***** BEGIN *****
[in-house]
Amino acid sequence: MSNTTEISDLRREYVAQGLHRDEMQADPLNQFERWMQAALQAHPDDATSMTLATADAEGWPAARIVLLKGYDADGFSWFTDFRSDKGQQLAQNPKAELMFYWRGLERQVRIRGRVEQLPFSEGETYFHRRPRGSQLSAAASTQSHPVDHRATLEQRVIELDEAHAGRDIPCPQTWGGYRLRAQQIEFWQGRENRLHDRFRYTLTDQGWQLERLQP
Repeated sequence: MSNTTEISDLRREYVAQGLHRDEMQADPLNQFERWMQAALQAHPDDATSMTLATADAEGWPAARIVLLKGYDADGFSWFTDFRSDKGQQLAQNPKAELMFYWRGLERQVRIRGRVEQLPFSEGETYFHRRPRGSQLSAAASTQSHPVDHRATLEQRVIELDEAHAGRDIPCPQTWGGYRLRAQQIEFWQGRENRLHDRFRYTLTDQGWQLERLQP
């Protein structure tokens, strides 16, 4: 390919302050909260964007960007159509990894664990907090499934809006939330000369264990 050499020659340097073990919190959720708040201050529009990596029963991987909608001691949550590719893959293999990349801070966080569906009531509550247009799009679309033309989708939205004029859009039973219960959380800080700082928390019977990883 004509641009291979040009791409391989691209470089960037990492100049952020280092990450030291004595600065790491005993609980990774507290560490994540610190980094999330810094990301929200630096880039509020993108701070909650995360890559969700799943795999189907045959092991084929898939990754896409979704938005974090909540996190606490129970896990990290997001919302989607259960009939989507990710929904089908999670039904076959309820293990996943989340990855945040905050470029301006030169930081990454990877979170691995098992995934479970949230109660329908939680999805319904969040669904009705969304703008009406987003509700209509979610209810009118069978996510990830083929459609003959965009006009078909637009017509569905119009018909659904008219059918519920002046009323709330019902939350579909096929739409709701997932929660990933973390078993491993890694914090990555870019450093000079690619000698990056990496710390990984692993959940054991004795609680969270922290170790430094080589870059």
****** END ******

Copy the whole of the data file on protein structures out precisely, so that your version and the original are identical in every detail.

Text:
[in-house]
Amino acid sequence: MSNTTEISDLRREYVAQGLHRDEMQADPLNQFERWMQAALQAHPDDATSMTLATADAEGWPAARIVLLKGYDADGFSWFTDFRSDKGQQLAQNPKAELMFYWRGLERQVRIRGRVEQLPFSEGETYFHRRPRGSQLSAAASTQSHPVDHRATLEQRVIELDEAHAGRDIPCPQTWGGYRLRAQQIEFWQGRENRLHDRFRYTLTDQGWQLERLQP
Repeated sequence: MSNTTEISDLRREYVAQGLHRDEMQADPLNQFERWMQAALQAHPDDATSMTLATADAEGWPAARIVLLKGYDADGFSWFTDFRSDKGQQLAQNPKAELMFYWRGLERQVRIRGRVEQLPFSEGETYFHRRPRGSQLSAAASTQSHPVDHRATLEQRVIELDEAHAGRDIPCPQTWGGYRLRAQQIEFWQGRENRLHDRFRYTLTDQGWQLERLQP
């Protein structure tokens, strides 16, 4: 390919302050909260964007960007159509990894664990907090499934809006939330000369264990 050499020659340097073990919190959720708040201050529009990596029963991987909608001691949550590719893959293999990349801070966080569906009531509550247009799009679309033309989708939205004029859009039973219960959380800080700082928390019977990883 004509641009291979040009791409391989691209470089960037990492100049952020280092990450030291004595600065790491005993609980990774507290560490994540610190980094999330810094990301929200630096880039509020993108701070909650995360890559969700799943795999189907045959092991084929898939990754896409979704938005974090909540996190606490129970896990990290997001919302989607259960009939989507990710929904089908999670039904076959309820293990996943989340990855945040905050470029301006030169930081990454990877979170691995098992995934479970949230109660329908939680999805319904969040669904009705969304703008009406987003509700209509979610209810009118069978996510990830083929459609003959965009006009078909637009017509569905119009018909659904008219059918519920002046009323709330019902939350579909096929739409709701997932929660990933973390078993491993890694914090990555870019450093000079690619000698990056990496710390990984692993959940054991004795609680969270922290170790430094080589870059």